Egypt Pulse

Gulf-Qatar crisis leaves its mark on sports

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Article Summary
Amid the ongoing diplomatic crisis between Qatar and a number of major Arab nations, the Qatari sports channel beIN has been banned in several countries.

Despite efforts by Qatar's Al Jazeera TV to distance its sports channel from the politics associated with the Al Jazeera brand — renaming the affiliate to beIN Sports several years ago — the channel has nevertheless been affected by the ongoing battle between Egypt, the United Arab Emirates (UAE), Saudi Arabia and Bahrain on the one hand, and Qatar on the other, after these countries decided June 5 to cut ties with Qatar. The Saudi Ministry of Culture and Information decided to block the website of beIN Sports on June 12, while Bahrain's Ministry of Information banned on June 13 the import of beIN Sports receivers and stopped the sale and renewal of subscriptions to these sports channels.

Meanwhile, a number of Arab technicians, commentators, analysts and soccer stars have told beIN Sports they will not appear on its shows. Chief among these are Saudi commentator Fahd al-Otaibi, UAE commentator Ali Saeed al-Kaabi and former Egyptian soccer star Ahmed Hossam, known as Mido.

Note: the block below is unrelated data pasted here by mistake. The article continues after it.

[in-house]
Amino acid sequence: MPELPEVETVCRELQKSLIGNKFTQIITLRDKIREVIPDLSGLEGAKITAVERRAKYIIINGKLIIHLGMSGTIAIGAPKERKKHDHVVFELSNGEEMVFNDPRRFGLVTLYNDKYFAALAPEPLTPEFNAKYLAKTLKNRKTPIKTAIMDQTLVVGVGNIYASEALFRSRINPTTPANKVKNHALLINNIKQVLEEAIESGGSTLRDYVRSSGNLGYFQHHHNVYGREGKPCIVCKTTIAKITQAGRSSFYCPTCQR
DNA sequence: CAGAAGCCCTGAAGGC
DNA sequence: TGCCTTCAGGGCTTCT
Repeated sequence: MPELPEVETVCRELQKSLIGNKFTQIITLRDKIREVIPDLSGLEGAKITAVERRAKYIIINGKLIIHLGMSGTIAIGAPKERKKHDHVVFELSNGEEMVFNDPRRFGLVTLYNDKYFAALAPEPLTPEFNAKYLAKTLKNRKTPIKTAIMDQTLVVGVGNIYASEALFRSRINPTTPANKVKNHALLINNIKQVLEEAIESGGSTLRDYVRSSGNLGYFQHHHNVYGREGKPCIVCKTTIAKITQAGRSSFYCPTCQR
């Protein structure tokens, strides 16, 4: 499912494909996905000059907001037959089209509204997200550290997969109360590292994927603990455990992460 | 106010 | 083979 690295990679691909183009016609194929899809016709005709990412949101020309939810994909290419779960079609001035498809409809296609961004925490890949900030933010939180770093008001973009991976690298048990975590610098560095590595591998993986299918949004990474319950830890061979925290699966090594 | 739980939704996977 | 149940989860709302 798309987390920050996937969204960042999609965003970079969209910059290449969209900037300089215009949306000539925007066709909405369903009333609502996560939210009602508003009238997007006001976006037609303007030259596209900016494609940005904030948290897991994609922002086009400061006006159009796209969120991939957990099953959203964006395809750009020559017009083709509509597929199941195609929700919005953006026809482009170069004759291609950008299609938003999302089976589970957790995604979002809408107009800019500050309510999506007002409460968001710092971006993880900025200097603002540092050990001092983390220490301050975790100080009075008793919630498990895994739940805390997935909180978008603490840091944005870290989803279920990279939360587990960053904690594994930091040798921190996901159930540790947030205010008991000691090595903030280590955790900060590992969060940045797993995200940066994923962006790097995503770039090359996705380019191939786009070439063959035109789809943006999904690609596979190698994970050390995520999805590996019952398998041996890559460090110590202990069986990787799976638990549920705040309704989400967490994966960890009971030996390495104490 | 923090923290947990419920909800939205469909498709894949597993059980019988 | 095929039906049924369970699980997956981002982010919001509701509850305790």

Saudi sports newspaper Sada reported in a press release that all Saudi sports commentators and analysts working for beIN Sports had revoked their contracts with the channel.

The Egyptian Football Association announced in an official statement June 6 that it boycotted and stopped dealing with the beIN Sports network. Meanwhile, Egyptian club Zamalek decided June 5 to prevent the channel from entering the club to cover any Zamalek event or conference.

On June 15, the Dubai Sports channels welcomed the UAE crew of analysts to work at Dubai Sports after having resigned from beIN Sports.

The issue was not limited to resignations and the boycotting of the beIN Sports channel. A number of soccer players from the countries that boycotted Qatar refused to give interviews to the Qatari sports channel. On June 12, the Argentinian coach of the UAE national team, Edgardo Bauza, refused to answer the questions of a beIN correspondent at a press conference held before the match between Thailand and the UAE. And the same day, Egyptian goalkeeper Essam el-Hadary removed the beIN Sports microphone at a press conference held following the match between Egypt and Tunisia.

On June 6, the Egyptian Sports Press Association, which includes all sports journalists, called on its members not to deal with any sports channels belonging to the Qatari regime. It asked them to refrain from appearing on its screens and to abstain from doing call-in interviews or subscribing to its channels.

The battle against beIN Sports went so far as to look for an alternative option. On June 12, Asharq Al-Awsat newspaper reported that an Arab bloc was working to stop the Qatari beIN monopoly. The report said that there are decision-makers currently working to put an end to the current beIN monopoly of international and Arab soccer tournaments, and that the UAE and Egypt will form the backbone of this bloc with the participation of Saudi Arabia.